There are many things that I couldn’t tell from a hole in the ground.
The sinkhole along Historic Route 66 in Pacific, Missouri, is not one of them. It truly is a hole in the ground, a 70-foot by 50-foot hole — as of Friday afternoon — that was deep enough to swallow a two story building.
According to an engineer working for a company contracted by the city, the cause of the sinkhole was the collapse of a storm sewer pipe.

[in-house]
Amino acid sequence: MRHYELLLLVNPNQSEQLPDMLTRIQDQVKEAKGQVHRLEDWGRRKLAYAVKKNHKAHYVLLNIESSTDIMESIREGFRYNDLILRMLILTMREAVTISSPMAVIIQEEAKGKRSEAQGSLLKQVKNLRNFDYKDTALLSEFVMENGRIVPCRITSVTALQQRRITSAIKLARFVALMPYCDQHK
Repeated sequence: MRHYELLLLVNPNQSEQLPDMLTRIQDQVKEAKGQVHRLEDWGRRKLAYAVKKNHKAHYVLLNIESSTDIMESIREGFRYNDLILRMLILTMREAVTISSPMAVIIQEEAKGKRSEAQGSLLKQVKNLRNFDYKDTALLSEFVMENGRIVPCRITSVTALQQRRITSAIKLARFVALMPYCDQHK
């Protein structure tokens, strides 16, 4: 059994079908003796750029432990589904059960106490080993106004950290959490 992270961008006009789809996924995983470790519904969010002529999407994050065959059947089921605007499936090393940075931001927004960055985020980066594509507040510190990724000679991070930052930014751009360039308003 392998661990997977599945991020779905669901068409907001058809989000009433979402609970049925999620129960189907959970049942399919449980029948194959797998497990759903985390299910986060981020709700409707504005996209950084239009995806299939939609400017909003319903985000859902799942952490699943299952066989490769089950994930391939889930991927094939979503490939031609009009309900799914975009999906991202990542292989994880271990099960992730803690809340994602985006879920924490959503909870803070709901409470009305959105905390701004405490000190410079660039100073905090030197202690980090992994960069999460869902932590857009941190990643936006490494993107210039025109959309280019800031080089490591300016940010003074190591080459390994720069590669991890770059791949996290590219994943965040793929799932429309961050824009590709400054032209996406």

The 6- to 7-foot wide pipe, was installed in the undeveloped farm field back in the 1980’s.
It was attached to the cement box culvert that ran under the highway at the time.
The engineer believes the connection joint failed and the pipe was crushed after years of deterioration.
As rain poured down in torrents at times on Friday, crews will have to wait until the inclement weather passes before they begin fixing the problem.
Erosion around the edges has slowly increased the size of the sinkhole, however most of the holes growth has been along the edge furthest away from the highway.
It is believed the cement box culvert is still intact, and that there is minimal risk to losing any more ground near the road.
The edge closest to the highway is over 30 feet from the highway.